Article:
The Hebrew word ma’al is a key term in Chronicles. It means “act of unfaithfulness” or “sacrilege,” and is the sin that leads to Saul’s fall (he ma’aled a ma’al, 1 Chronicles 10:13) and to the exile of Judah, whose officials and priests ma’aled a ma’al (2 Chronicles 36:14).
David doesn’t commit a ma’al. Instead, his kingdom is “highly exalted” in the eyes of Gentile rulers like Hiram (1 Chronicles 14:2). “High exalted,” though, translates the Hebrew lema’lah, which contains the same consonants as ma’al/sacrilege. The term for “highly exalted” is from the verb ‘alah, “to ascend or go up,” the root of the word for “ascension offering” (burnt offering) and a commonly used term for social, spiritual, or physical ascent.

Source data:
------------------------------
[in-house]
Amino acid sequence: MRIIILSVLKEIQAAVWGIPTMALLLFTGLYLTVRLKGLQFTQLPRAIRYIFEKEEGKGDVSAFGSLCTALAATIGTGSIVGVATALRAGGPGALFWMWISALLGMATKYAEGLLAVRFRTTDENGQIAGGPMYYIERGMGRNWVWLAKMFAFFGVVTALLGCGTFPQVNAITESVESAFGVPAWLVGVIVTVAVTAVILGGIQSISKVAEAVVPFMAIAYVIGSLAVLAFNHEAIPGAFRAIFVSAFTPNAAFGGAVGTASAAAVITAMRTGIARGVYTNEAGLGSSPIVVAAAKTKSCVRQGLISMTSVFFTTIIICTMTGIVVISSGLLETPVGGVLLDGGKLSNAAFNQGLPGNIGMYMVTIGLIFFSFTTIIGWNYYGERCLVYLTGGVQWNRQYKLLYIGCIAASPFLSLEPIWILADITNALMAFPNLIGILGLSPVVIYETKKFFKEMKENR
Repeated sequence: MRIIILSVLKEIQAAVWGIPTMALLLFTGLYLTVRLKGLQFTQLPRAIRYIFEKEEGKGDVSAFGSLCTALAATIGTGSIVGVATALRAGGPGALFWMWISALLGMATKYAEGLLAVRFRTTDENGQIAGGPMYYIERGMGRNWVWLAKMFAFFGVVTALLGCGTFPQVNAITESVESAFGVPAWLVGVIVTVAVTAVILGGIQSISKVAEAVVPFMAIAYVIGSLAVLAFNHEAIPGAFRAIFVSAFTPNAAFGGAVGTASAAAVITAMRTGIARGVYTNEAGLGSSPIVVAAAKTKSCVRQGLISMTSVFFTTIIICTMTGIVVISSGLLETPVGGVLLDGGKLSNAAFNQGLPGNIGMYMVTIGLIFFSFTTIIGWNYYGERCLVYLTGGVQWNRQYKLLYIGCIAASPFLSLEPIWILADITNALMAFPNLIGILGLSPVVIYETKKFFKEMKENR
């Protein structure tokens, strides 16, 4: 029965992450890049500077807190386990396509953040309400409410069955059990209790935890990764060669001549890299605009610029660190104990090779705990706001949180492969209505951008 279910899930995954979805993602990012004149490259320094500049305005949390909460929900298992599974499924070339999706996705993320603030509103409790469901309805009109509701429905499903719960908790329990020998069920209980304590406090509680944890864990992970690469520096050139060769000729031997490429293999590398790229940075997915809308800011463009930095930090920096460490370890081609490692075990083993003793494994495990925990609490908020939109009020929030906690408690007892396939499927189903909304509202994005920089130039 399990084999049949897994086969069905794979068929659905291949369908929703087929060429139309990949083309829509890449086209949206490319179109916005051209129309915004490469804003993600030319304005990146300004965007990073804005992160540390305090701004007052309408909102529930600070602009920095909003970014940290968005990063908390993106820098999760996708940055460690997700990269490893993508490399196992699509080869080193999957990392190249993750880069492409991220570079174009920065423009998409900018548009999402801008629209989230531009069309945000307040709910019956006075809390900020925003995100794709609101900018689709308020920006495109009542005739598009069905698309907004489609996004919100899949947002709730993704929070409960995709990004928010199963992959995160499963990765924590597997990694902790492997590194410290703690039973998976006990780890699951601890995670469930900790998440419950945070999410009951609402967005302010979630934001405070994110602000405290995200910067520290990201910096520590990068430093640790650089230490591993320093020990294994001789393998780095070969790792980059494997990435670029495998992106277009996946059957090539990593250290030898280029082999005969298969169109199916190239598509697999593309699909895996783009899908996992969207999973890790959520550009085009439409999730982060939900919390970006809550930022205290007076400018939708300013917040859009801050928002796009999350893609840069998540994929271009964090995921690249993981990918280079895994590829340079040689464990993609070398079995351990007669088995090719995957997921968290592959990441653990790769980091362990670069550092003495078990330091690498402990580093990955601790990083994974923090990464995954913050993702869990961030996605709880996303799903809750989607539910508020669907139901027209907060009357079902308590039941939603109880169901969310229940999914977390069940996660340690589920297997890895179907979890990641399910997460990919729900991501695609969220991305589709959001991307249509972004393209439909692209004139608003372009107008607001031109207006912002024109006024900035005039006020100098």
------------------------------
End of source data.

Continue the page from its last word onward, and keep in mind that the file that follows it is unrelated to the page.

The choice before Israel’s kings is between ma’al and ma’alah, between sacrilege and exaltation. Unfaithfulness brings kings down; faithfulness lifts them up on high.